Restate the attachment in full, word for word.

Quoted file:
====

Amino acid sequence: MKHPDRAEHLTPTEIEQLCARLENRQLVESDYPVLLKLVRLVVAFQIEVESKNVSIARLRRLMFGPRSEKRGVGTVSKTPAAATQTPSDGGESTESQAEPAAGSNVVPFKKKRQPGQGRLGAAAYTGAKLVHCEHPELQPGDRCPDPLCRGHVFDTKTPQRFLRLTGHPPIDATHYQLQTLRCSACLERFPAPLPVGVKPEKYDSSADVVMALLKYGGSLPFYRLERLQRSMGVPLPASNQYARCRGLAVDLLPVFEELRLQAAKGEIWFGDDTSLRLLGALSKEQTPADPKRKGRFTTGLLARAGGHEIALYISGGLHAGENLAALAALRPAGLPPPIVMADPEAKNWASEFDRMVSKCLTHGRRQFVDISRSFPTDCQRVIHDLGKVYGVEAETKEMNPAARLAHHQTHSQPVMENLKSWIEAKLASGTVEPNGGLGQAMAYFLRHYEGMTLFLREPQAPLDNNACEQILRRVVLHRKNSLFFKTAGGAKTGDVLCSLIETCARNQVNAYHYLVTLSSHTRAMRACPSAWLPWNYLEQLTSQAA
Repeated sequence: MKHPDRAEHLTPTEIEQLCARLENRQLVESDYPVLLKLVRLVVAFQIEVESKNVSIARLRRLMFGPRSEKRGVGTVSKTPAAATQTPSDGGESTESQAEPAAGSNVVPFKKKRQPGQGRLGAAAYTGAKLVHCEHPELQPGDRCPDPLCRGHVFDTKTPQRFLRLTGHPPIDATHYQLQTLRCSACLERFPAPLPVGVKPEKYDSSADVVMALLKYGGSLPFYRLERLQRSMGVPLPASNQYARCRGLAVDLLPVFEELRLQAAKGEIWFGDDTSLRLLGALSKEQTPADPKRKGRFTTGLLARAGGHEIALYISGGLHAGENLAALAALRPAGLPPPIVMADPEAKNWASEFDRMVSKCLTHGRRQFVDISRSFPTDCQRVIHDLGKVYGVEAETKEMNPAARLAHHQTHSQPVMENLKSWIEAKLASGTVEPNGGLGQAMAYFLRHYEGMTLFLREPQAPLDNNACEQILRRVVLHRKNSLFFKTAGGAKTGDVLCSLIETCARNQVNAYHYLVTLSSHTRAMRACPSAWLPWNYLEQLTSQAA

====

Amino acid sequence: MKHPDRAEHLTPTEIEQLCARLENRQLVESDYPVLLKLVRLVVAFQIEVESKNVSIARLRRLMFGPRSEKRGVGTVSKTPAAATQTPSDGGESTESQAEPAAGSNVVPFKKKRQPGQGRLGAAAYTGAKLVHCEHPELQPGDRCPDPLCRGHVFDTKTPQRFLRLTGHPPIDATHYQLQTLRCSACLERFPAPLPVGVKPEKYDSSADVVMALLKYGGSLPFYRLERLQRSMGVPLPASNQYARCRGLAVDLLPVFEELRLQAAKGEIWFGDDTSLRLLGALSKEQTPADPKRKGRFTTGLLARAGGHEIALYISGGLHAGENLAALAALRPAGLPPPIVMADPEAKNWASEFDRMVSKCLTHGRRQFVDISRSFPTDCQRVIHDLGKVYGVEAETKEMNPAARLAHHQTHSQPVMENLKSWIEAKLASGTVEPNGGLGQAMAYFLRHYEGMTLFLREPQAPLDNNACEQILRRVVLHRKNSLFFKTAGGAKTGDVLCSLIETCARNQVNAYHYLVTLSSHTRAMRACPSAWLPWNYLEQLTSQAA
Repeated sequence: MKHPDRAEHLTPTEIEQLCARLENRQLVESDYPVLLKLVRLVVAFQIEVESKNVSIARLRRLMFGPRSEKRGVGTVSKTPAAATQTPSDGGESTESQAEPAAGSNVVPFKKKRQPGQGRLGAAAYTGAKLVHCEHPELQPGDRCPDPLCRGHVFDTKTPQRFLRLTGHPPIDATHYQLQTLRCSACLERFPAPLPVGVKPEKYDSSADVVMALLKYGGSLPFYRLERLQRSMGVPLPASNQYARCRGLAVDLLPVFEELRLQAAKGEIWFGDDTSLRLLGALSKEQTPADPKRKGRFTTGLLARAGGHEIALYISGGLHAGENLAALAALRPAGLPPPIVMADPEAKNWASEFDRMVSKCLTHGRRQFVDISRSFPTDCQRVIHDLGKVYGVEAETKEMNPAARLAHHQTHSQPVMENLKSWIEAKLASGTVEPNGGLGQAMAYFLRHYEGMTLFLREPQAPLDNNACEQILRRVVLHRKNSLFFKTAGGAKTGDVLCSLIETCARNQVNAYHYLVTLSSHTRAMRACPSAWLPWNYLEQLTSQAA